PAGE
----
I’ve said before that there are so many plays about Marilyn being produced lately that it’s hard to keep track of them all – and frankly, most of them are best forgotten. Marilyn: Forever Blonde, the long-running, one-woman show starring Sunny Thompson, has bucked the trend and become a firm fan favourite. And back in 1983, British actress Stephanie Lawrence gained critical acclaim for her role in Marilyn! The Musical, although the show was panned.
So is Marilyn’s life the stuff that great plays are made of? ‘I think the best way to present Marilyn Monroe’s life is on the stage rather than in a movie,’ says MM biographer Carl Rollyson. ‘Why? Because in this case the right actress can project an image of Marilyn Monroe that is not dependent on camera closeups which keep reminding us the actress is not Marilyn Monroe. In the theatre so much can be done when the audience is not right smack up against the actors.’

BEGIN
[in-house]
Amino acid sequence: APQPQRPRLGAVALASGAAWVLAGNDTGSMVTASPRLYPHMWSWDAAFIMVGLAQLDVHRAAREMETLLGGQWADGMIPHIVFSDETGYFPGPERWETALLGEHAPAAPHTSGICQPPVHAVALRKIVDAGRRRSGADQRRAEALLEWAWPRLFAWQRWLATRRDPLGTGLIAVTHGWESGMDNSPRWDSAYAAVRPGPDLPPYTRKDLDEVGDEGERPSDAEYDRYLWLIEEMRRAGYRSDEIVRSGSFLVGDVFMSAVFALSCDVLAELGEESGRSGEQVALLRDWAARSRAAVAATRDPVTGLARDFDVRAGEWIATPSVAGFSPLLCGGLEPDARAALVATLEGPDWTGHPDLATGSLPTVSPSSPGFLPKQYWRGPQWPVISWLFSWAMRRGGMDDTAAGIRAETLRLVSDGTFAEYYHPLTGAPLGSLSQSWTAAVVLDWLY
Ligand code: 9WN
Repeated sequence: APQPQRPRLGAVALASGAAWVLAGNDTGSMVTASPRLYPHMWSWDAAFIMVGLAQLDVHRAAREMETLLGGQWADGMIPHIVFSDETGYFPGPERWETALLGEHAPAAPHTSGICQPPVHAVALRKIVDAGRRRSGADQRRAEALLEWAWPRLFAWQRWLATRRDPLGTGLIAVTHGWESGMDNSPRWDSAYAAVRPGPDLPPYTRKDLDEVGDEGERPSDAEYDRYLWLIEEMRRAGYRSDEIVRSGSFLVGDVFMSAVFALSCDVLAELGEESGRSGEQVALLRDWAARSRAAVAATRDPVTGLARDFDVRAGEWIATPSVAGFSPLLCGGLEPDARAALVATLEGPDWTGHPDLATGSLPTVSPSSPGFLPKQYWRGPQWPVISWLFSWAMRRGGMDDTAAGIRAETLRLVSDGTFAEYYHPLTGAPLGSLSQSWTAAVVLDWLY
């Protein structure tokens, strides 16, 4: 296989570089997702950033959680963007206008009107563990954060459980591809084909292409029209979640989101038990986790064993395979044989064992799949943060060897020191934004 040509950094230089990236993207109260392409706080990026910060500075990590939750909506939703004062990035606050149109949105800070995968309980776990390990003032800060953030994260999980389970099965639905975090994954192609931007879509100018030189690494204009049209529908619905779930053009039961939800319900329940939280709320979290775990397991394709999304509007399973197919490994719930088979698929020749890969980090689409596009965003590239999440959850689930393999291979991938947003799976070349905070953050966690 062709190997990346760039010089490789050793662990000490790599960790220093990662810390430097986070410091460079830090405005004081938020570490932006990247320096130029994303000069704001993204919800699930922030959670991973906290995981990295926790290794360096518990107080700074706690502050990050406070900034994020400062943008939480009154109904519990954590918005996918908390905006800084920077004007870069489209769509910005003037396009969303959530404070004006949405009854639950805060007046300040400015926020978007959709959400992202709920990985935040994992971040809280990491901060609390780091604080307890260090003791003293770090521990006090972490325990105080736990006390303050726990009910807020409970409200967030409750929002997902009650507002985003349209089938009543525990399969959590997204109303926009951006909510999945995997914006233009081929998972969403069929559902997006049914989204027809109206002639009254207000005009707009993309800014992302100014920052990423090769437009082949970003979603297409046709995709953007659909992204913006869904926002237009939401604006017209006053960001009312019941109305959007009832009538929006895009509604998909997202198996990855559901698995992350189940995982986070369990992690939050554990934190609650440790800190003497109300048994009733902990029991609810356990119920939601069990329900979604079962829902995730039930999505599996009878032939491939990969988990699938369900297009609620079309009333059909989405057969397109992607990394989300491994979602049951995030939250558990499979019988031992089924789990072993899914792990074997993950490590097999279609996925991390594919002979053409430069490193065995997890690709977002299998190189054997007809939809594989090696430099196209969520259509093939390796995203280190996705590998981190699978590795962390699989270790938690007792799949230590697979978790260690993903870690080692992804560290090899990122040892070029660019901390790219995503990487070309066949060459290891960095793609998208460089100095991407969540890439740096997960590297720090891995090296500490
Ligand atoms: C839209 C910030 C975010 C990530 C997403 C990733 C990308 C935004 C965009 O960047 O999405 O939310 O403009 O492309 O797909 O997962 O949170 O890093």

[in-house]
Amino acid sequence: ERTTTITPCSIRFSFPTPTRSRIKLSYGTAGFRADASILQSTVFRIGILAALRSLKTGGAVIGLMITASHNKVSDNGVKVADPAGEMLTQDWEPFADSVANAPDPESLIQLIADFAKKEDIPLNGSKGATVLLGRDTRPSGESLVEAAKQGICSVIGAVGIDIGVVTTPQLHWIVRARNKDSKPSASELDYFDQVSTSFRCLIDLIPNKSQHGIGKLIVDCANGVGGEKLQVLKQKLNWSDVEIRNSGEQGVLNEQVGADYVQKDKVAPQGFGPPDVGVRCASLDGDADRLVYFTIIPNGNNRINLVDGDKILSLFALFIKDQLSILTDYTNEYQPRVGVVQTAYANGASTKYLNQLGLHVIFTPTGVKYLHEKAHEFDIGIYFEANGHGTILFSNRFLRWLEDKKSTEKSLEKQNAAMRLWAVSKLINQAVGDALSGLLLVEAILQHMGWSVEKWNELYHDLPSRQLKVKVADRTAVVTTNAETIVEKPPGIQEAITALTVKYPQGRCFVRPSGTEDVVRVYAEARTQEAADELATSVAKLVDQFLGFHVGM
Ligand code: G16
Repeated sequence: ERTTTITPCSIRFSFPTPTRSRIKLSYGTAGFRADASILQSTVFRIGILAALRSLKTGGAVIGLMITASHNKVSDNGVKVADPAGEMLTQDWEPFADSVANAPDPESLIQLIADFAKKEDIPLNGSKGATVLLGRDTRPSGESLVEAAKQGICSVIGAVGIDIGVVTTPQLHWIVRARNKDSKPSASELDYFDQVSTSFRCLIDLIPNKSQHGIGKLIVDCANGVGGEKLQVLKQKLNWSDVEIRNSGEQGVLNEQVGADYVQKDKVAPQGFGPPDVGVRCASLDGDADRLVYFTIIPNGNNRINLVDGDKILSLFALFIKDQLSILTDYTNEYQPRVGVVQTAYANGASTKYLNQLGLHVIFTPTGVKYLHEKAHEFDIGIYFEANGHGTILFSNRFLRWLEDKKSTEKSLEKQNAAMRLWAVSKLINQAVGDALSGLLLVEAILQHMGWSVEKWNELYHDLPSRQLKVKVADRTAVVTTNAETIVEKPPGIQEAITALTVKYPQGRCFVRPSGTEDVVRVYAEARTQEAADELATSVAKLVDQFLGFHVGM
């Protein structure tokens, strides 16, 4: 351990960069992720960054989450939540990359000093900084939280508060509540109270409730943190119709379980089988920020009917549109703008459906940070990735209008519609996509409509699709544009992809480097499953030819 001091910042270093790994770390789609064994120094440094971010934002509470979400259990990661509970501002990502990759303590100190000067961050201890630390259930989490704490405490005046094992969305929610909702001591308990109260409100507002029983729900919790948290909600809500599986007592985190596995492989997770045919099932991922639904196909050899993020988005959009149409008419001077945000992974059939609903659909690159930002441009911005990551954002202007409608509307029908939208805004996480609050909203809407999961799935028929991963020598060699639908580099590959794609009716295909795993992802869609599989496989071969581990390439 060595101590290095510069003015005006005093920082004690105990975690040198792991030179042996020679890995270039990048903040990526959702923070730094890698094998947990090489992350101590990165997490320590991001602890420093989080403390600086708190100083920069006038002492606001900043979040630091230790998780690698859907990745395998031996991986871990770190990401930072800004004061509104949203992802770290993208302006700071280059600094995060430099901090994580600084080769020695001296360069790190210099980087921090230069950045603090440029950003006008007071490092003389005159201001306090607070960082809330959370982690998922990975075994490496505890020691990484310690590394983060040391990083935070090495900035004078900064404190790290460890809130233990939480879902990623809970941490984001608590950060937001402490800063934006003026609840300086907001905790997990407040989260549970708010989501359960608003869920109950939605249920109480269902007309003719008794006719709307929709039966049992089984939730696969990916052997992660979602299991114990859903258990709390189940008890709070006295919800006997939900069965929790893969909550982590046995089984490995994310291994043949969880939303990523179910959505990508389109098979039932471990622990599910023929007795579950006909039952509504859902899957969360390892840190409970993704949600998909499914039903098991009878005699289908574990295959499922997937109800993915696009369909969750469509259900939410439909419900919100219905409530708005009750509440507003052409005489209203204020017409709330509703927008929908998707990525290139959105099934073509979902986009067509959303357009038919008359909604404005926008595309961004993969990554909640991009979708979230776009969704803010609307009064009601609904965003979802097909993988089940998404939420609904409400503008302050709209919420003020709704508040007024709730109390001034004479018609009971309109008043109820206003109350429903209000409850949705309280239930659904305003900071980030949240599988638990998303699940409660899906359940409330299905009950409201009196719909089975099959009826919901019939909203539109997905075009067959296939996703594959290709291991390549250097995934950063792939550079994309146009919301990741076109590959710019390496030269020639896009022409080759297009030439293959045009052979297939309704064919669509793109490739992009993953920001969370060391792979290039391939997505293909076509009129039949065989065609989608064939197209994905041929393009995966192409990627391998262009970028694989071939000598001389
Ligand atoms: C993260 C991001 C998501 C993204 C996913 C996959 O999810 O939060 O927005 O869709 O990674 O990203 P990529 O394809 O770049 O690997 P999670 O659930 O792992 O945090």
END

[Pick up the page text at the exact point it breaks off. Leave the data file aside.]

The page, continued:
As the makers of TV’s Smash try to bring their Marilyn-inspired musical, Bombshell, to Broadway, author Mark Robinson looks back at another ill-fated 1983 production, Marilyn: An American Fable, in an article for Playbill.
“It was never a bad idea to tell Monroe’s story through the conventions of musical theatre. It simply needed to be done in a way that served to honor the icon and the human being behind it. Bombshell, or at least the TV show that was the genesis of its creation, is already a hit and continues to be a subject of intrigue for those who want to see how a mythical fairytale about the creation of a Broadway musical concludes. It’s the inevitable payoff for two season’s worth of devoted viewership. With a strong book, the right casting and a production that delivers all the splash and flash worthy of Marilyn Monroe, all of the other ingredients are in place for a quality musical. This is not Marilyn: An American Fable, where very few things came together to transport us into this Hollywood legend’s life. All signs point to a ‘happy ever after’ for Bombshell.”